Canine force may be cut to single animal Balto. Co. fire chief says one rescue dog is enough

March 13, 1997|By Larry Carson | Larry Carson,SUN STAFF

After the death of one search and rescue dog and the retirement of another, Baltimore County Fire Chief Paul H. Reincke has tentatively decided to scale back the county's dog rescue unit from three animals to one.

Meanwhile, the officer who handled Barney -- the dog whose fatal bout with cancer drew a flood of donations, of which pTC $38,000 remains -- has spent his own money for a puppy he is training privately for search and rescue work.

"This work is too important," said Fire Lt. Daniel Kluge, who bought Barney's half-brother's puppy, Beauregard, and had him shipped to his Cecil County home from Oregon at a cost of $1,000. "I'll go independent."

The leftover donations can be used only to buy, train or care for rescue dogs.

The decision to scale back the number of search dogs on the force comes despite a department spokesman's acknowledgment that standard search practice is to use at least two dogs.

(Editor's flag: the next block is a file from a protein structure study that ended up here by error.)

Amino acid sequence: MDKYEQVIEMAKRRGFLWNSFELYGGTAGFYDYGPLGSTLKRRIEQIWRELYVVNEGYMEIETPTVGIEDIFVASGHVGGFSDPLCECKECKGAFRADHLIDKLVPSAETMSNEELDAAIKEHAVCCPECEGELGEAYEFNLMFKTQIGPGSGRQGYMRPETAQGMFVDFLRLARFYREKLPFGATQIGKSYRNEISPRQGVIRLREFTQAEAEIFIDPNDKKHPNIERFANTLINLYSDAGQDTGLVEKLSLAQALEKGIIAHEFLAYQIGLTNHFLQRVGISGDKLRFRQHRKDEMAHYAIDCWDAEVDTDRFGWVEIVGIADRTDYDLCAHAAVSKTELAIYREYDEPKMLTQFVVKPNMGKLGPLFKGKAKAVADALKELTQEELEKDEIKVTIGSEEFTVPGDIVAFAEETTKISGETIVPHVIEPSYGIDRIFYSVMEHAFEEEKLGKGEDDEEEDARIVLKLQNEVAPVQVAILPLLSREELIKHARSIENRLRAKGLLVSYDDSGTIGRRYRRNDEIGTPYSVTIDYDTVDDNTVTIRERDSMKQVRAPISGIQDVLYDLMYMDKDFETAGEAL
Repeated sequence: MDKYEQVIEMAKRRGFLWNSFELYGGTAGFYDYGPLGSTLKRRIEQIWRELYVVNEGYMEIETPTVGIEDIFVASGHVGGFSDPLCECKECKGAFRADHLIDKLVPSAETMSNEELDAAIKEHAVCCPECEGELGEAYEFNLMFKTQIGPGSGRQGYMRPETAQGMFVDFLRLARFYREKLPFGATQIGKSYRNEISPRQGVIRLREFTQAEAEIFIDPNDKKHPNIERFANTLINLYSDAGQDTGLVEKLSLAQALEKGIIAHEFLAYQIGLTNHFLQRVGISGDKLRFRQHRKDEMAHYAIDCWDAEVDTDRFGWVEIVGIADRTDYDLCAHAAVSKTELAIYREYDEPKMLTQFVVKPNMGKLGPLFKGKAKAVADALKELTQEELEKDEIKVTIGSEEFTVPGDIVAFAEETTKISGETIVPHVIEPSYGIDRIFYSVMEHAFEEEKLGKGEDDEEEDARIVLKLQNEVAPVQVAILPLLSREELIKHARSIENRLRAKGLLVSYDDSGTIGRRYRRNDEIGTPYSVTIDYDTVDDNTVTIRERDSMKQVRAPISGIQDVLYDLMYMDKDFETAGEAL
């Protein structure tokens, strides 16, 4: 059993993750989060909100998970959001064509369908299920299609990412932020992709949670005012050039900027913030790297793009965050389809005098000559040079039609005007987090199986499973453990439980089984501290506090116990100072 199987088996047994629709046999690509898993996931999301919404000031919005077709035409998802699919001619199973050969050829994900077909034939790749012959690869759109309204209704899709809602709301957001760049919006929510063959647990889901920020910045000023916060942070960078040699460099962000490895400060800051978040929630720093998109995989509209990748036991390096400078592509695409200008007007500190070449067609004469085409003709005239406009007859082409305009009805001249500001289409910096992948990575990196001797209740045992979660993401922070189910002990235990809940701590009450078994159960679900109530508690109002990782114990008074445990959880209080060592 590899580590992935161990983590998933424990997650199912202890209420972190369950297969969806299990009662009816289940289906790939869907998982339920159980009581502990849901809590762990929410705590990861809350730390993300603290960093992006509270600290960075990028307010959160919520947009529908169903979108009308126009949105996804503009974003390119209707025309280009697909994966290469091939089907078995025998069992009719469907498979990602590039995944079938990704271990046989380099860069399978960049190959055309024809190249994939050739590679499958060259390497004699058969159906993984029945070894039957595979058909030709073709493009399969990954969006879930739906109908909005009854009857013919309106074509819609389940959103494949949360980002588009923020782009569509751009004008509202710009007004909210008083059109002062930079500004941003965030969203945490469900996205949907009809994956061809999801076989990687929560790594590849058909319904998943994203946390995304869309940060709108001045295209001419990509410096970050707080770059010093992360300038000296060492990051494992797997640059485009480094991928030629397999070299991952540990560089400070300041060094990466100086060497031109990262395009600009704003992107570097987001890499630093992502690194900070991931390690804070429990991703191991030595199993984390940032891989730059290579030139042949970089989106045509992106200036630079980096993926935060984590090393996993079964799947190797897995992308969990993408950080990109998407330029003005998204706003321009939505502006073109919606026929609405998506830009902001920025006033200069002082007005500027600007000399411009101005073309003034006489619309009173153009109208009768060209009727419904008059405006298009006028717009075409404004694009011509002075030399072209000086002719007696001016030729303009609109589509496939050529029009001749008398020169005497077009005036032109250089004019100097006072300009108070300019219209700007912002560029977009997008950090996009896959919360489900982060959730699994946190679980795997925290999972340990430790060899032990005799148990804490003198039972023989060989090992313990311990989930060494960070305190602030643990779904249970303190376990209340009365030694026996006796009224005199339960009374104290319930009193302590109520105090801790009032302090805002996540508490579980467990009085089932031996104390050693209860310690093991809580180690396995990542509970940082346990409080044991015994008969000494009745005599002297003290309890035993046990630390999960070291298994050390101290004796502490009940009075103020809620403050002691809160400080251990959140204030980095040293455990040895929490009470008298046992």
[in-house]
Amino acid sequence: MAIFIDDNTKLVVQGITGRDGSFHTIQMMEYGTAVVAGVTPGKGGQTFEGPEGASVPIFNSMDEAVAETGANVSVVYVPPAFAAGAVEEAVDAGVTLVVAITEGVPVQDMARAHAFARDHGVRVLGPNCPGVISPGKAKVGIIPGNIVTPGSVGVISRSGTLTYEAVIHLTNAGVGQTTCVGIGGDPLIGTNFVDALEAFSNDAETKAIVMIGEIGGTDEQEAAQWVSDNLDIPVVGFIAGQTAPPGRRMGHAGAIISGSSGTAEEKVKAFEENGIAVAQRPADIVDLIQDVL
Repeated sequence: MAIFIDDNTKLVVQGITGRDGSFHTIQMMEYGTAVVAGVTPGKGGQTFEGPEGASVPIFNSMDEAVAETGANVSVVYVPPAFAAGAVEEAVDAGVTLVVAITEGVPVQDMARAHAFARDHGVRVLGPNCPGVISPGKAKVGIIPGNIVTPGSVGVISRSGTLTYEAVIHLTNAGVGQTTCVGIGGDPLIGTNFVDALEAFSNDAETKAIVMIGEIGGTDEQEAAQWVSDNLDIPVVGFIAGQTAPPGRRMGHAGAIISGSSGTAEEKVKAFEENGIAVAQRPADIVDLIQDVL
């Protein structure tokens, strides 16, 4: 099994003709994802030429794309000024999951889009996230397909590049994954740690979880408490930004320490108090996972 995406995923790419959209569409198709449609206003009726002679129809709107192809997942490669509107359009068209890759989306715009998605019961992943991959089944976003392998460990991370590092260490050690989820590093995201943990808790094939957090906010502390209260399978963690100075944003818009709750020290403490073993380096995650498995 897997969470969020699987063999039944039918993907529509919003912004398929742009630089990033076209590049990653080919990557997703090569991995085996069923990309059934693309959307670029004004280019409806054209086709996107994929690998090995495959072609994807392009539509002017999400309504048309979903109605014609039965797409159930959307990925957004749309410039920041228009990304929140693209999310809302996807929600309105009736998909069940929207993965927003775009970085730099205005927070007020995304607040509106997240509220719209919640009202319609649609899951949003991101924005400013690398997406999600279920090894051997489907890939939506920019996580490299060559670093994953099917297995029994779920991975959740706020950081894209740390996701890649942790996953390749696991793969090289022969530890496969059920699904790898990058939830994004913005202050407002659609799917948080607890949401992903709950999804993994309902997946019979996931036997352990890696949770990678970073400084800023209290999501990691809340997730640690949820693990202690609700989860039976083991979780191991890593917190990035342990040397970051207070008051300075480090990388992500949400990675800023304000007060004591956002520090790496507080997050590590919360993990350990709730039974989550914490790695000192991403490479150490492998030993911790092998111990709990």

"One dog is ample to meet our needs," said Reincke, who returned as chief in June after a six-year retirement. A department spokesman, however, said a final decision hasn't been made.

Barney, a golden retriever, helped find 72 people during his seven years in Maryland, Virginia, Pennsylvania, Delaware, West Virginia and New Jersey. Since Barney's death, a second search dog, Mattie, a 7-year-old black Labrador retriever, was retired when his handler was demoted from lieutenant to fire specialist, a move unrelated to the dog program, fire officials say.

That left the department with only one of the specially trained animals -- Riggs, a 2-year-old golden retriever.

Kluge said that he plans to spend the next year training Beauregard, adding that the dog will need another 18 months of "seasoning" before reaching his prime.

Pub Date: 3/13/97

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